Vagrant: Virtual machine provisioning made easy

During Devops Days Paris 2013 earlier this year (18/19 April 2013) I was surprised to discover that very few people had heard of Vagrant. Luckily; there was an open space dedicated to Vagrant (and its usage) where 15-20 people attended but only 5 among them knew about Vagrant (including my colleague, François Armand and myself). This tools deserves to be better known, so the aim of this post is to introduce you to Vagrant and share one of several ways we regularly use Vagrant at Normation.

We began using this tool extensively during July 2012. At that time Rudder 2.4.0~beta3 was about to be released. We needed to test installation as much as possible, thus we needed to start from a fresh, clean environment for each test. This required the creation of several VMs (a server and some nodes) followed by installing and configuring Rudder (server or agent) on each of them.. Doing this manually took a lot of time, was laborious and could be prone to error. All the time spent on installation was wasted every time we destroyed those VMs after a test. Now all of this is automated with Vagrant and we no longer lose time configuring virtual machines.

What is Vagrant?

Vagrant is an open source virtual environment building tool created in January 2010 by Mitchell Hashimoto, and developed on his spare time. As Vagrant became more and lore popular worldwide, in November 2012 Mitchell founded Hashicorp, a company dedicated to Vagrant. With 3 years of development, the huge community and the support of Hashicorp, Vagrant has become a proven and reliable software.

Vagrant’s approach is very simple:

  • Create the VM, based on a base box a VM provider.
  • Customize  it, still using the VM provider
  • Configure it, on startup, using a provisioning tool..
  • Control it directly with vagrant commands, or ssh in (vagrant ssh)

Once you have configured your template (Vagrantfile) you can then re-use it and thus automate the entire installation process!

Vagrant uses a single configuration file: the Vagrantfile. In this file you describe how your virtual machines will be created and configured. Everything you need to know will be centralized in that file. How to configure a Vagrantfile is clearly documented on the website http://docs.vagrantup.com/v2/.

Vagrant will use three things to create the VM:

  • A base box: These are VMs prepared for vagrant usage (vagrant user, access defined). You can create your own boxes however many are already available at vagrantbox.es ,
  • A VM provider: It will create the VM using the base box and customize it. Numerous providers are supported (Virtualbox, AWS, …),
  • A provisioning tool: It will be run at the VM boot, it can run a shell script or use a configuration management tool (CFEngine, Chef, Puppet, …).Vagrant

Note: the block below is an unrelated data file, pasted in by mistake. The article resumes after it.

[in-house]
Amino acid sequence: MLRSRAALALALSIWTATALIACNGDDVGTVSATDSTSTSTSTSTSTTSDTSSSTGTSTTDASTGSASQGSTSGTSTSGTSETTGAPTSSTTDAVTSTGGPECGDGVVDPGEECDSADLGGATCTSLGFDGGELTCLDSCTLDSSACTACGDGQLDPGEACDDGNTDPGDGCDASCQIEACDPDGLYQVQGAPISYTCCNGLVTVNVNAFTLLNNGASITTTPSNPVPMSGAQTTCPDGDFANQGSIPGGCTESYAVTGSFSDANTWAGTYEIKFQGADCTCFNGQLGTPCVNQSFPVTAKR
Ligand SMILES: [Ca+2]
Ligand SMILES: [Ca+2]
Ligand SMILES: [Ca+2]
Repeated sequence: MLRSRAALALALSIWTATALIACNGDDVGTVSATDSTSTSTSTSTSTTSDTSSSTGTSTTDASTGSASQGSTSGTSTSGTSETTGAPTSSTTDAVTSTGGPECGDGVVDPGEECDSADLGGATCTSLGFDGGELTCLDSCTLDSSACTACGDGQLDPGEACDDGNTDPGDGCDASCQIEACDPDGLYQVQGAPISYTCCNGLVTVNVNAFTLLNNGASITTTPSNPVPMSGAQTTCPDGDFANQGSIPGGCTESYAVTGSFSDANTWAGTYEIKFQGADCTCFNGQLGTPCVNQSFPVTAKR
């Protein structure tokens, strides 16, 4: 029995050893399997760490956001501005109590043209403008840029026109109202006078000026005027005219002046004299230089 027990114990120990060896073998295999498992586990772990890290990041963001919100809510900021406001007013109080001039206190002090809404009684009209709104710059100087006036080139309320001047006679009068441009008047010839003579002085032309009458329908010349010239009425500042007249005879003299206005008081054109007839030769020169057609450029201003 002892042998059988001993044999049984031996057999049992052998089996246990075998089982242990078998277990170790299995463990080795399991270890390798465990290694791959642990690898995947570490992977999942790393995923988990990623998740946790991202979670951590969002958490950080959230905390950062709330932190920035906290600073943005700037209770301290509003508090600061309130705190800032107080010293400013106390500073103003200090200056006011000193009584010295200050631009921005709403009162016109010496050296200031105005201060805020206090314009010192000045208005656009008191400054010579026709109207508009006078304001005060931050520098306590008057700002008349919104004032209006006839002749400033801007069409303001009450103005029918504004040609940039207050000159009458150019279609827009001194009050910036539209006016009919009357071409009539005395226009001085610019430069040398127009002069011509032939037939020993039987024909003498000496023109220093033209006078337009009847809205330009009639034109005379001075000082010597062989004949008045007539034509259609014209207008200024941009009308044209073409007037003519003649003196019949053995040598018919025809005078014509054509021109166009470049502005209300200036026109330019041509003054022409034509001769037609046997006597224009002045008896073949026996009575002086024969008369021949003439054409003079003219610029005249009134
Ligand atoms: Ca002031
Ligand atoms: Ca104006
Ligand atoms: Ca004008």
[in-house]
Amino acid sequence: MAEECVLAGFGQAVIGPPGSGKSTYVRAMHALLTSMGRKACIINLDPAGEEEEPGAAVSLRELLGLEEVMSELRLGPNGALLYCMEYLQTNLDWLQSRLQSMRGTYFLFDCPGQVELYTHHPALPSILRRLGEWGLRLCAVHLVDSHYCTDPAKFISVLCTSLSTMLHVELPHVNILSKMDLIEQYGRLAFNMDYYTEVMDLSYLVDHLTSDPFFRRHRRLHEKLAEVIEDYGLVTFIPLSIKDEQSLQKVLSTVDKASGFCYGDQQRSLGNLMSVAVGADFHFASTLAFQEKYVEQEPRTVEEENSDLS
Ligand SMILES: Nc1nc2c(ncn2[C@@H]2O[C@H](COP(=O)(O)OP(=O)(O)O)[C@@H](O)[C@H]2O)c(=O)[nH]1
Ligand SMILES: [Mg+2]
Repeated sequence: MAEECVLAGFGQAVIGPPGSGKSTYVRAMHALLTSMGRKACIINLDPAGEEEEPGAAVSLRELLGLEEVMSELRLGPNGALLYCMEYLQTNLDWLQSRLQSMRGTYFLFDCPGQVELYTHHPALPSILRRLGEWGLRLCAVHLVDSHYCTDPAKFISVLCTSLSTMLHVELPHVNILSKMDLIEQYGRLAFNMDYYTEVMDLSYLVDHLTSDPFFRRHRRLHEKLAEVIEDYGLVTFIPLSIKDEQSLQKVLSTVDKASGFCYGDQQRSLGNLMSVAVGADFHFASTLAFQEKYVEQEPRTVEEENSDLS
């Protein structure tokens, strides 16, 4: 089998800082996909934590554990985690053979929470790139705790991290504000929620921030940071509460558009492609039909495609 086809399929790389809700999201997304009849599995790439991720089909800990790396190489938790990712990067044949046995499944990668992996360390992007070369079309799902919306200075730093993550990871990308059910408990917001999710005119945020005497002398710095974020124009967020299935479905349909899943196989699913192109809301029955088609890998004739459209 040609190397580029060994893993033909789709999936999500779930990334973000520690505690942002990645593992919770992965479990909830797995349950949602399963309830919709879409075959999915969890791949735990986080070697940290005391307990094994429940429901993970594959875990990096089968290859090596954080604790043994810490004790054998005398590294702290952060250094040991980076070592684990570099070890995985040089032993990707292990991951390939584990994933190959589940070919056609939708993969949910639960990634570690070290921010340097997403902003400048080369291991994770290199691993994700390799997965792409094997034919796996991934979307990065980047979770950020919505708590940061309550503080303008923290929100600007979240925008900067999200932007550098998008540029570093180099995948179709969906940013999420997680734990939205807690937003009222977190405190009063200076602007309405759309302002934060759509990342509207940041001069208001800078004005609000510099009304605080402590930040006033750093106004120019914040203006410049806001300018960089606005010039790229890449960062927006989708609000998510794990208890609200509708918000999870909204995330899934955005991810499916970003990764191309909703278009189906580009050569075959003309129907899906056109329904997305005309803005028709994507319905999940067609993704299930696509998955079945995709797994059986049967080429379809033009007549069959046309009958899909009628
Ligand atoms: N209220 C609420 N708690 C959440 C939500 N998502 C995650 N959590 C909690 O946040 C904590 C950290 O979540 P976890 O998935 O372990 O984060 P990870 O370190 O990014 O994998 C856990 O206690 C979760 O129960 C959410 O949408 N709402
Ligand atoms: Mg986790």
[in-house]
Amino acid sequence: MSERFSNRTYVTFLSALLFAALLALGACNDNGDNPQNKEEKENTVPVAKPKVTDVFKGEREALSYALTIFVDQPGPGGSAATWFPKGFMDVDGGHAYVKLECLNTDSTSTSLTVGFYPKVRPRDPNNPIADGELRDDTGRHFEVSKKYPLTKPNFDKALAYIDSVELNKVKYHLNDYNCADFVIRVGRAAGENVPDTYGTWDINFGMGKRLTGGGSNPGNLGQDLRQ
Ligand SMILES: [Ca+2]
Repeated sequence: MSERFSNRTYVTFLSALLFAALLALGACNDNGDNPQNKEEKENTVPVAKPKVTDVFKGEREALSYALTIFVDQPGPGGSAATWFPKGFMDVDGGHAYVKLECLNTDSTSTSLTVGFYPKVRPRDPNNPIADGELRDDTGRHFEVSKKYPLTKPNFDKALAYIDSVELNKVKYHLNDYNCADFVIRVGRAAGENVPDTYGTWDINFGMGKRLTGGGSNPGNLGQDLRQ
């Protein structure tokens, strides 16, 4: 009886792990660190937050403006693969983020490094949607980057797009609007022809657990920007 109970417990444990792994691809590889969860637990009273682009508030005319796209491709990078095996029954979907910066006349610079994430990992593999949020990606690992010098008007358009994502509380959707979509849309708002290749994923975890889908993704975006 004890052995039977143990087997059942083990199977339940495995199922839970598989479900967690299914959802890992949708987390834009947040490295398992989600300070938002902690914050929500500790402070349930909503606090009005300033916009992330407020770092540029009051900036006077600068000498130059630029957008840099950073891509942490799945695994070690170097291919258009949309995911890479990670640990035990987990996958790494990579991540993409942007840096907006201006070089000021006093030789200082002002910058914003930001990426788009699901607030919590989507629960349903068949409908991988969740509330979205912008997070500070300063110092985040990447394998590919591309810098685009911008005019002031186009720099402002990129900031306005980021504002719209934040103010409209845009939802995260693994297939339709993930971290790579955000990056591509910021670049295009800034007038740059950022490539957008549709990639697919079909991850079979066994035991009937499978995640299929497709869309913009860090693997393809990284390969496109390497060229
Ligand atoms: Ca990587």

So there are a huge variety of possibilities and it can be adapted to all of your needs and abilities.

Vagrant is very simple to install and use, you just need to choose your provider (virtualbox is the easiest one, other providers are also available).

Creating your first VM is very easy,  just run the following in a dedicated directory:

$ vagrant box add base http://files.vagrantup.com/lucid32.box
$ vagrant init
$ vagrant up

Vagrant offers you several commands to manage your environment :

  • init: initiate a vagrant environment with a bare Vagrant file
  • up: start  VM(s)
  • ssh: ssh into the VM passed as parameter
  • status: show status of all VMs
  • destroy: destroy VM(s)
  • halt: stop VM(s)
  • box: manage base boxes

… and a lot more!

So, to use vagrant the only things you need to know are how to declare a VM (very easy and straight forward with the Vagrantfile), and how to configure it – depending on your needs!

Vagrant gives you automation and I do think that automation is one of the best things ever invented. Automation helps you get back the time spent doing things manually so that you can make even better use of your time on other tasks. With Vagrant you do the preparation only once, then (almost, if we take into account Murphy’s Law) everything works as expected. At Normation, we use it in three areas: our development environment, testing environment and embedded demo. I’ll explain in details how we manage to do this with vagrant, and all advantages we gain by using it in a follow-up blog post.

Vagrant is not the only tool for virtual environment automation and provisioning, there is Veewee (creation of base boxes, developped with love by Patrick Debois) and Cobbler (my colleague, Mathieu Cerda, gave a talk about Cobbler at LOADays 2013, here is a link to his slides). They are very good and I encourage you to take a look at them! Easy automation is now a reality, it would be a shame not to take advantage of this!